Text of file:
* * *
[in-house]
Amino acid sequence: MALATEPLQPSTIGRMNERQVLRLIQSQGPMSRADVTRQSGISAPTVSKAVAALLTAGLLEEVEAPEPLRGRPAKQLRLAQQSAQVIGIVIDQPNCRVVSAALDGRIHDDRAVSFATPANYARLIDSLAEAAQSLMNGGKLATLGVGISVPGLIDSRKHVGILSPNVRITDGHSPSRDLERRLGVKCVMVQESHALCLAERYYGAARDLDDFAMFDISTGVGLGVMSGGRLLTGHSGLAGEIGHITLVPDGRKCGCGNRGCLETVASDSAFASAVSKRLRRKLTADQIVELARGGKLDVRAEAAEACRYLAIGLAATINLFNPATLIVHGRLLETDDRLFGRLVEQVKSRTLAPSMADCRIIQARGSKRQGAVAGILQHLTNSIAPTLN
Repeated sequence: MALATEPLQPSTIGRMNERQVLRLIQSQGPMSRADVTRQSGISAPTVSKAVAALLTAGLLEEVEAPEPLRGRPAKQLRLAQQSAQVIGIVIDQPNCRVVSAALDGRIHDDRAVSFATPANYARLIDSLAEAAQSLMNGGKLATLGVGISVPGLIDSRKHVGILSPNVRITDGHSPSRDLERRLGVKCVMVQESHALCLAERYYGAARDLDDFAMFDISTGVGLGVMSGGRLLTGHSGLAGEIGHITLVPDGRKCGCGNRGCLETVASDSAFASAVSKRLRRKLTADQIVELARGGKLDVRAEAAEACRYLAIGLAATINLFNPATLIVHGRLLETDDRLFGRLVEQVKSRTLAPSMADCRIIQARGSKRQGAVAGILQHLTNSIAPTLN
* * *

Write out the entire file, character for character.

[in-house]
Amino acid sequence: MALATEPLQPSTIGRMNERQVLRLIQSQGPMSRADVTRQSGISAPTVSKAVAALLTAGLLEEVEAPEPLRGRPAKQLRLAQQSAQVIGIVIDQPNCRVVSAALDGRIHDDRAVSFATPANYARLIDSLAEAAQSLMNGGKLATLGVGISVPGLIDSRKHVGILSPNVRITDGHSPSRDLERRLGVKCVMVQESHALCLAERYYGAARDLDDFAMFDISTGVGLGVMSGGRLLTGHSGLAGEIGHITLVPDGRKCGCGNRGCLETVASDSAFASAVSKRLRRKLTADQIVELARGGKLDVRAEAAEACRYLAIGLAATINLFNPATLIVHGRLLETDDRLFGRLVEQVKSRTLAPSMADCRIIQARGSKRQGAVAGILQHLTNSIAPTLN
Repeated sequence: MALATEPLQPSTIGRMNERQVLRLIQSQGPMSRADVTRQSGISAPTVSKAVAALLTAGLLEEVEAPEPLRGRPAKQLRLAQQSAQVIGIVIDQPNCRVVSAALDGRIHDDRAVSFATPANYARLIDSLAEAAQSLMNGGKLATLGVGISVPGLIDSRKHVGILSPNVRITDGHSPSRDLERRLGVKCVMVQESHALCLAERYYGAARDLDDFAMFDISTGVGLGVMSGGRLLTGHSGLAGEIGHITLVPDGRKCGCGNRGCLETVASDSAFASAVSKRLRRKLTADQIVELARGGKLDVRAEAAEACRYLAIGLAATINLFNPATLIVHGRLLETDDRLFGRLVEQVKSRTLAPSMADCRIIQARGSKRQGAVAGILQHLTNSIAPTLN